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Q&A with Liv Breads on Holiday E-Commerce Success

How they sold $20k through their restaurant website

A person holding a loaf of bread

Liv Breads, an acclaimed artisan bakery and cafe, is located in downtown Millburn, New Jersey—a small commuter town outside of New York City. The smell of baking sourdough bread and pastries fills the air, reminiscent of a corridor more likely to be found somewhere in Europe. When co-owners Elana and Yaniv Livneh looked to open their bakery, it made sense to bring on their friend, Bary Yogev, as head baker and partner. Yogev is renowned abroad, developing the programs at some of Isreal’s top bakeries over the span of his 20-year career. We sat down with Elana to talk about their thriving business, how technology has streamlined their operations and how they sold $20k in challah preorders through their restaurant website for the Jewish High Holidays.

a group of people standing in front of a store

The interior of Liv Breads. Photos courtesy of Liv Breads.

Tell us a little more about Liv Breads and how you got started.

We opened in 2018 in our current location, a 3,000 sq foot space and quickly made a name for ourselves in the neighborhood. I come from a software background and my husband, Yaniv, is an entrepreneur. It’s common to find Italian or even American-style bakeries, however, we found that there was a lack of European-style bakeries in the area. Together, we partnered with Bary and Rony to create Liv Breads and offer something new to the community.

a hand holding a piece of bread

Liv Breads sourdough loaf. Photos courtesy of Liv Breads.

Can you talk more about the space, the neighborhood and what you offer?

Millburn is a commuter town, about 40 minutes outside of the city (New York City) and is rich with restaurants and cafes. We wanted to create an open feel, where our guests could see the bread-making process. It’s an open kitchen completely visible to everyone who comes in. If guests come early enough, they can see the sourdough bread coming out of the oven. Aesthetically, it’s a modern feel with an industrial influence. We offer everything from coffee, espresso, croissants and pastries to lunchtime sandwiches and soups, all of which is reflective of the current season. And around the Jewish holidays, challah has been particularly popular.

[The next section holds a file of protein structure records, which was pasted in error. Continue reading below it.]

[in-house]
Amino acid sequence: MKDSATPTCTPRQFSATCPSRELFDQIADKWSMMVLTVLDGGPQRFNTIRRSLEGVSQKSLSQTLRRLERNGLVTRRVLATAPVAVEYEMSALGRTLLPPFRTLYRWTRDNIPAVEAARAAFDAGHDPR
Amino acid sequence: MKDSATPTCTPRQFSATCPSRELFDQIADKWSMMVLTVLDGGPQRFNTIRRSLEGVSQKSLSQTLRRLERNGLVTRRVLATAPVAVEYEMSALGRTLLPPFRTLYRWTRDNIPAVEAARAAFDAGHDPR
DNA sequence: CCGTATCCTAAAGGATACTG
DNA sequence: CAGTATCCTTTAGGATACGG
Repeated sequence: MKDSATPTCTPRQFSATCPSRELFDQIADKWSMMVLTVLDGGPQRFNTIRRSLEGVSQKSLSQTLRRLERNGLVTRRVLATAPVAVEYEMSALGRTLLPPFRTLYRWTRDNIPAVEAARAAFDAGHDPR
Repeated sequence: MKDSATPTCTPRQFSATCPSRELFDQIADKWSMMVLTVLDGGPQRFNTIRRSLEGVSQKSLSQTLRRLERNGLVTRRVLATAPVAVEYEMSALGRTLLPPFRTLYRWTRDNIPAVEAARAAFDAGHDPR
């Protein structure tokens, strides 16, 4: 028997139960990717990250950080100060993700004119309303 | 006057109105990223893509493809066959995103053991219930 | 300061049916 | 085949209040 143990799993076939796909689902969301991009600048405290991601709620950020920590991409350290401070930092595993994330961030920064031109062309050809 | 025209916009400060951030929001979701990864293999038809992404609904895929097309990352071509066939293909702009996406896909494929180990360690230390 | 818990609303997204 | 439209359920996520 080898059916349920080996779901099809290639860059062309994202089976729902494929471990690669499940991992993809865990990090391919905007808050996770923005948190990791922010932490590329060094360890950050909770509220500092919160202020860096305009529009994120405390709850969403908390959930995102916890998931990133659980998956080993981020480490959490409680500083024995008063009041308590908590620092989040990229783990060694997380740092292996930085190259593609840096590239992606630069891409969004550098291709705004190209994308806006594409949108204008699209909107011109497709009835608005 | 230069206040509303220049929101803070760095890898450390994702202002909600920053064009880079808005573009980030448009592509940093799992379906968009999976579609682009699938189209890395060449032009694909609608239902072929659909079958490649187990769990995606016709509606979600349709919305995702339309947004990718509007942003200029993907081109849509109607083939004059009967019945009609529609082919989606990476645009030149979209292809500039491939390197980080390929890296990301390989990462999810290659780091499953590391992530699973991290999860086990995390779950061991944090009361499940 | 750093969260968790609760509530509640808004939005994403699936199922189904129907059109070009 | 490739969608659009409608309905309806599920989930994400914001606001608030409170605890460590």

Yeah, you sold almost $20k in various baked goods through your website in September. How did you do it?

We were surprised by the amount of business we did. We looked at selling preorders of challah, cakes and quiches online prior to the High Holidays. We wanted to anticipate how much to make in preparation for it so that all of our guests had access to it. Taking pre-orders helped us prep, provided us with cashflow and gave our guests peace of mind knowing that their order was reserved ahead of time for pickup.

a store filled with lots of counter space

Preorders prior to opening their doors for pickup. Photo courtesy of Liv Breads.

How were you taking preorders previously before BentoBox?

Guests would come in and fill out paper forms and we would then take payment at the register. But we knew we needed to streamline the process. The old process had a tendency to back up our lines, take up a lot of our team’s time and ultimately made it difficult to manage the paper trail for each order. Through the website, guests could place orders 24/7 and pay ahead of time. It also allowed us to manage all of the orders in the backend of the website, to have names and numbers for each order. It saved us an incredible amount of time and effort.

a man cooking in a kitchen preparing food

Bary Yogev, co-owner and head baker in the kitchen. Photo courtesy of Liv Breads.

How did you market your holiday pre-order offerings?

We have about 4,000 guests who receive our monthly newsletters. I made sure to announce what was available, as I do with any new product we offer. Bary taught for years at Danon Culinary School in Tel Aviv so we hold breadmaking workshops, which I’ll also announce. What worked well was ensuring the opening and closing dates were apparent so that people wouldn’t miss their opportunity for preorders as well as for our workshops. We’re working on our Thanksgiving preorders now which will include all of our bread as well as pumpkin pies and more. It’ll be interesting to see how it goes.

a close up of food on a wooden cutting board

Fresh dough ready for the oven. Photo courtesy of Liv Breads.

How else are you looking to use technology to grow your business?

We’re looking at growing the business beyond the physical. We just partnered with Whole Foods, as a local vendor for nearby stores. Our near-future goal is implementing a shipping program for a few of our items. By nature of some of our offerings, they have a relatively short shelf-life. To eliminate waste, we support and donate to local food shelters and food insecure organizations on a weekly basis when there are unsold items.

a person preparing food in a basket

A basket of bread. Photo courtesy of Liv Breads.

Be sure to keep up with Liv Breads as they grow their offerings online. If you’re interested in learning more about ways to take preorders for the holidays or sell products through your restaurant website, get in touch with us.

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